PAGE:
Uplands within the lake basin have, for the most part, been cleared of natural vegetative communities and are used for residential development, citrus production and livestock grazing. Historical photographs from 1941 through 2006 provide evidence for a long history of agriculture activity in the lake watershed. Wetland vegetation within the basin includes cattail, spatterdock, fragrant water lily, pickerelweed, maidencane,  torpedograss, bulrush, watershield, water pennywort, primrose willow, punk tree, and wax myrtle. The basin does not include any cypress dominated wetlands, although there are a few cypress within the basin.

The lake lies within the Crooked Lake Outlet drainage basin in the Kissimmee River – Below Lake Hatchineha Watershed, and has a drainage area of 31.3 square miles. Inlets include canals that drain uplands and wetlands located west of U.S. Highway 27. An outlet ditch, which was reportedly constructed in the 1880s and modified in the 1940s and 1950s, drains the basin from the southeast shore of Little Crooked Lake to Lake Clinch when the lake is staged higher than 120 ft above the National Geodetic Vertical Datum of 1929 (NGVD).

Surface water withdrawals from the lake were common historically, but there are currently no District-permitted surface withdrawals. There are, however, 144 permitted groundwater withdrawal points located within one mile of the lakeshore. The average daily permitted withdrawal volume for the sites totals 5.73 million gallons per day.

Crooked Lake and the surrounding drainage basin where the subject parcel lies are also located within the District’s Southern Water Use Caution Area (SWUCA). Water use caution areas are where water resources are or will become critical in the next 20 years. The SWUCA water resource concerns include lowered lake levels in Polk and Highlands counties, and depressed aquifer levels which cause saltwater intrusion and contribute to reduced flows in the upper Peace River. Lake levels exhibited declines in Crooked Lake between the 1960s and the early 1990s. As a result, Crooked Lake has been included on the SWFWMD Stressed Lakes List. Barcelo et al. (1990) suggested that these historic declines were the result of below normal rainfall conditions, regional groundwater withdrawals from the Upper Floridian aquifer, and surface water drainage alterations.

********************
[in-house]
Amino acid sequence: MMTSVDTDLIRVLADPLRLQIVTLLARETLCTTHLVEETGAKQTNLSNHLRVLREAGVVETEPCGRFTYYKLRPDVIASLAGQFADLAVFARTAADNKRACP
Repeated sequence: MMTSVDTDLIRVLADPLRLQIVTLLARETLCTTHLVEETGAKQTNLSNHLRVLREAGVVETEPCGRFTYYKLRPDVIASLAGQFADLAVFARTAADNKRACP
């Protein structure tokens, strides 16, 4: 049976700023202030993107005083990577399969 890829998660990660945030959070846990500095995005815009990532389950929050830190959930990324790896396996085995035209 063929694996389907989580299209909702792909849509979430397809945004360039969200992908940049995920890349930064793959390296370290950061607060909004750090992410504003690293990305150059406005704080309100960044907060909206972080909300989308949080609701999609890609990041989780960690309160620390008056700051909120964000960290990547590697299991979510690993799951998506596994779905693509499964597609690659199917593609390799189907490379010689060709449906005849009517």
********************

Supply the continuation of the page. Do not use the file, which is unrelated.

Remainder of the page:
Groundwater flow in the area is considered to consist of the surficial aquifer and the Upper Florida aquifer, which is a leaky confined aquifer and the primary source of water in the region. The intermediate aquifer acts as a confining  unit between the surficial and Upper Florida aquifers. Since 1990, lake levels have slowly increased by more than 10 feet in Crooked Lake. A “Minimum and Guidance Levels” report for Crooked Lake has recently been drafted by SWFWMD which recommends maintaining lake water levels to protect natural systems and water resources.

A topographic map of the basin indicates that the lake extends over 5,561 acres when it is staged at 118 ft above NGVD.

Water Elevation Chart


The Minimum Lake Level is the elevation that a lake’s water levels are required to equal or exceed fifty percent of the time on a long-term basis. Based on the availability of the Historic composite water level record for Crooked Lake, the Minimum Level is established at 118.3 feet above NGVD.

The High Minimum Lake Level is the elevation that a lake’s water levels are required to equal or exceed ten percent of the time on a long-term basis. Based on the availability of the Historic composite water level record for Crooked Lake, the High Minimum Lake Level was established at 120.8 feet above NGVD.